In any case, although NYC schools were mandated to teach literacy through a workshop approach for several years, since then the literacy curriculum in NYC has been a school-based choice. Either way, the TCRWP has continued to provide deep, long lasting professional development to a very large group of NYC schools, and many of those schools in turn function as unofficial mentor schools for the city and the nation. Principals from those schools and from nearby suburban schools study together each month and function as a support group for each other.

This network of schools provides a lab-school like environment for the many teachers from all over the world who come to Teachers College to study literacy education/leadership through the Literacy Specialist program Calkins co-leads.

National and International Work

Concurrently, the demand for staff development in literacy skyrocketed outside New York City as well as within NYC. The Reading and Writing Project LLC was developed to meet the need to extend and deepen support to schools throughout the nation and in other nations. Since then, Calkins and her team have worked in hundreds of districts, including nearby suburbs such as Scarsdale, Roslyn and Chappaqua, charter schools such as the Promise Academy and KIPP schools, and whole counties and cities. The Reading and Writing Project has also been involved in local schools across nations such as Israel, Sweden, Jordan, Saudi Arabia, and Mexico, and in American or International schools in Paris, London, Singapore, India, Austria, and other equally far-flung places.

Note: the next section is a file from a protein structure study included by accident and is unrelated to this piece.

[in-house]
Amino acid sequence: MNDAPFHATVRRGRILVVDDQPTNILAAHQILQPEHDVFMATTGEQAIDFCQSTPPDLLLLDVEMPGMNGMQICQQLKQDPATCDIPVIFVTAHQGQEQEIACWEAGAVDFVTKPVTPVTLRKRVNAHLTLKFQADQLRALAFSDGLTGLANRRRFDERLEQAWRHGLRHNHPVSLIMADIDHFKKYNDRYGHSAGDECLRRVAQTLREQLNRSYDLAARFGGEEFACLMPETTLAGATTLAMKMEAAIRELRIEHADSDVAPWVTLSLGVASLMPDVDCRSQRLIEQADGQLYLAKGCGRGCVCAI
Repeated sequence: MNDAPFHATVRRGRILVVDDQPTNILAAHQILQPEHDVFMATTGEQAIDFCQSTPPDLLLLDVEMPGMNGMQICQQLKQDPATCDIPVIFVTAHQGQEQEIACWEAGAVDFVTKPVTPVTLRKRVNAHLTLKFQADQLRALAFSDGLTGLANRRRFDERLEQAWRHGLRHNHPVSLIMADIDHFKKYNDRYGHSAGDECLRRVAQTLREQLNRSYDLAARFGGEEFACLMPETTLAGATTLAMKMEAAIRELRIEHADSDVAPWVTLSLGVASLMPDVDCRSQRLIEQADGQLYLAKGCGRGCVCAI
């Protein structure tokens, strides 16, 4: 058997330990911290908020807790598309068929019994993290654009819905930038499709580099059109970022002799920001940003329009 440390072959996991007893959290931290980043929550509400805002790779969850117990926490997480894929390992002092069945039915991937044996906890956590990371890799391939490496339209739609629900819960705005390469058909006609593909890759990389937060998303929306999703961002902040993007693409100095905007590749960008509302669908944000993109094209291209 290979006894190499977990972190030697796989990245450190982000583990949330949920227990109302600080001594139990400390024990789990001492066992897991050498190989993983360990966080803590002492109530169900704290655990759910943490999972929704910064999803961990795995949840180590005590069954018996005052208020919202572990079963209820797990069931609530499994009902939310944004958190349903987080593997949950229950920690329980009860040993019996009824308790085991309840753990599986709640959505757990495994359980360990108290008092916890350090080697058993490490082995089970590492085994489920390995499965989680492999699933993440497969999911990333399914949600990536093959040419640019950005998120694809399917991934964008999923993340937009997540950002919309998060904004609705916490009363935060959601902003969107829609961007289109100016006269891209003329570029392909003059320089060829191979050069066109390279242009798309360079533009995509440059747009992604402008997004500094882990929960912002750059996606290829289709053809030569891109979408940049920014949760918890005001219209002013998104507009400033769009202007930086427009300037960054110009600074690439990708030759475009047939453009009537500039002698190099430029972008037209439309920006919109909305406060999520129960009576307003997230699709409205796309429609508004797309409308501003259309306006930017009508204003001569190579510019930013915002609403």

Research and Development in CCSS, Learning Progressions, and Teachers-Effectiveness

Since its inception, the Project has aimed to hold tight to the moral imperative to accelerate students’ development as readers and writers, and to help schools maintain a laser-like focus on improving teaching and learning. The world around us has changed during these years, and the TCRWP has changed as well. Embracing standards based education was not difficult, as the power of clear and ambitious goals is a hallmark in TCRWP instruction. The Project has played a central role in the rollout of both the first iteration of standards (Calkins was part of the committee authoring the New Standards and keynoted the conference at which they were rolled out) and in the rollout of the Common Core State Standards (Pathways to the Common Core written by Calkins, Ehrenworth, and Lehman in 2012 has been heralded as a seminal text on the implementation of the CCSS.) A separate section of this website discusses the TCRWP’s embrace of the CCSS as they were written and distrust of many of the practices done, since then, in the name of the Common Core.

Meanwhile, the TCRWP has also been involved with helping schools explore the power of data-based instruction when the statistics collected, charted, and studied, represent teachers’ goals. The organization has developed a web-based assessment system that has been accepted by New York State (and City) as a tool for tracking Measures of Student Learning. Some dimensions of that tool are available to any teacher on this website—others aspects require participating in a web-based software system.

More recently, the Project has built an alliance with teacher-effectiveness frameworks, especially Danielson’s Framework for Teaching. Further information on these topics is available in the resources section of the website.